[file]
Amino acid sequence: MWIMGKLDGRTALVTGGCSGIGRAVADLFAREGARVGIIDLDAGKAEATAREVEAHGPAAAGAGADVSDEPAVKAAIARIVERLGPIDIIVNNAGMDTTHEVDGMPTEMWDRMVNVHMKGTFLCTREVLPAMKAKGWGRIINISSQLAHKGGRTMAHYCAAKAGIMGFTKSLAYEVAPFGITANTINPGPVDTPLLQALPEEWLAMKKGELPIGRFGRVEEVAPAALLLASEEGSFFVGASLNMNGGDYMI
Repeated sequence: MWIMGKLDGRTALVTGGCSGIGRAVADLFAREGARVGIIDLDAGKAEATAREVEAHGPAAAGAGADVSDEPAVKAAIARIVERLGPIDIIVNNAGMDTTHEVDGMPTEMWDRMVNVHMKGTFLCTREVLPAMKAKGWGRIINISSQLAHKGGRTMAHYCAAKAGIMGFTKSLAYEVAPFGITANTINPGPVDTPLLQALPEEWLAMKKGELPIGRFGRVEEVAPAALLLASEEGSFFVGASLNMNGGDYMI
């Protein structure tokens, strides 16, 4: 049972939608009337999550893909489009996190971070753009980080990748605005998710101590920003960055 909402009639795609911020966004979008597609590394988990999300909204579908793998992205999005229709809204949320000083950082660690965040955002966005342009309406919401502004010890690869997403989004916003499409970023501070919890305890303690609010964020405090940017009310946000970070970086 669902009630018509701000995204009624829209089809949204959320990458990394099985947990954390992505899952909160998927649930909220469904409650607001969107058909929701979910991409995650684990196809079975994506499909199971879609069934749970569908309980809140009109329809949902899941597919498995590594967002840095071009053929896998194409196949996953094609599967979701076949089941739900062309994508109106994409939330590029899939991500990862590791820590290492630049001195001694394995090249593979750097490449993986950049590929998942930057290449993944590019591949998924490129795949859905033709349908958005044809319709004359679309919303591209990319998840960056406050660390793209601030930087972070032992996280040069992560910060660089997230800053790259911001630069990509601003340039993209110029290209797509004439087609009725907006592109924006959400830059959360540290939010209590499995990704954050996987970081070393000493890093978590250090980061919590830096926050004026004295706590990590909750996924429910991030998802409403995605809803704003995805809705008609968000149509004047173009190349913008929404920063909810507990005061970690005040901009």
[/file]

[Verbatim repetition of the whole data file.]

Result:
Amino acid sequence: MWIMGKLDGRTALVTGGCSGIGRAVADLFAREGARVGIIDLDAGKAEATAREVEAHGPAAAGAGADVSDEPAVKAAIARIVERLGPIDIIVNNAGMDTTHEVDGMPTEMWDRMVNVHMKGTFLCTREVLPAMKAKGWGRIINISSQLAHKGGRTMAHYCAAKAGIMGFTKSLAYEVAPFGITANTINPGPVDTPLLQALPEEWLAMKKGELPIGRFGRVEEVAPAALLLASEEGSFFVGASLNMNGGDYMI
Repeated sequence: MWIMGKLDGRTALVTGGCSGIGRAVADLFAREGARVGIIDLDAGKAEATAREVEAHGPAAAGAGADVSDEPAVKAAIARIVERLGPIDIIVNNAGMDTTHEVDGMPTEMWDRMVNVHMKGTFLCTREVLPAMKAKGWGRIINISSQLAHKGGRTMAHYCAAKAGIMGFTKSLAYEVAPFGITANTINPGPVDTPLLQALPEEWLAMKKGELPIGRFGRVEEVAPAALLLASEEGSFFVGASLNMNGGDYMI
């Protein structure tokens, strides 16, 4: 049972939608009337999550893909489009996190971070753009980080990748605005998710101590920003960055 909402009639795609911020966004979008597609590394988990999300909204579908793998992205999005229709809204949320000083950082660690965040955002966005342009309406919401502004010890690869997403989004916003499409970023501070919890305890303690609010964020405090940017009310946000970070970086 669902009630018509701000995204009624829209089809949204959320990458990394099985947990954390992505899952909160998927649930909220469904409650607001969107058909929701979910991409995650684990196809079975994506499909199971879609069934749970569908309980809140009109329809949902899941597919498995590594967002840095071009053929896998194409196949996953094609599967979701076949089941739900062309994508109106994409939330590029899939991500990862590791820590290492630049001195001694394995090249593979750097490449993986950049590929998942930057290449993944590019591949998924490129795949859905033709349908958005044809319709004359679309919303591209990319998840960056406050660390793209601030930087972070032992996280040069992560910060660089997230800053790259911001630069990509601003340039993209110029290209797509004439087609009725907006592109924006959400830059959360540290939010209590499995990704954050996987970081070393000493890093978590250090980061919590830096926050004026004295706590990590909750996924429910991030998802409403995605809803704003995805809705008609968000149509004047173009190349913008929404920063909810507990005061970690005040901009």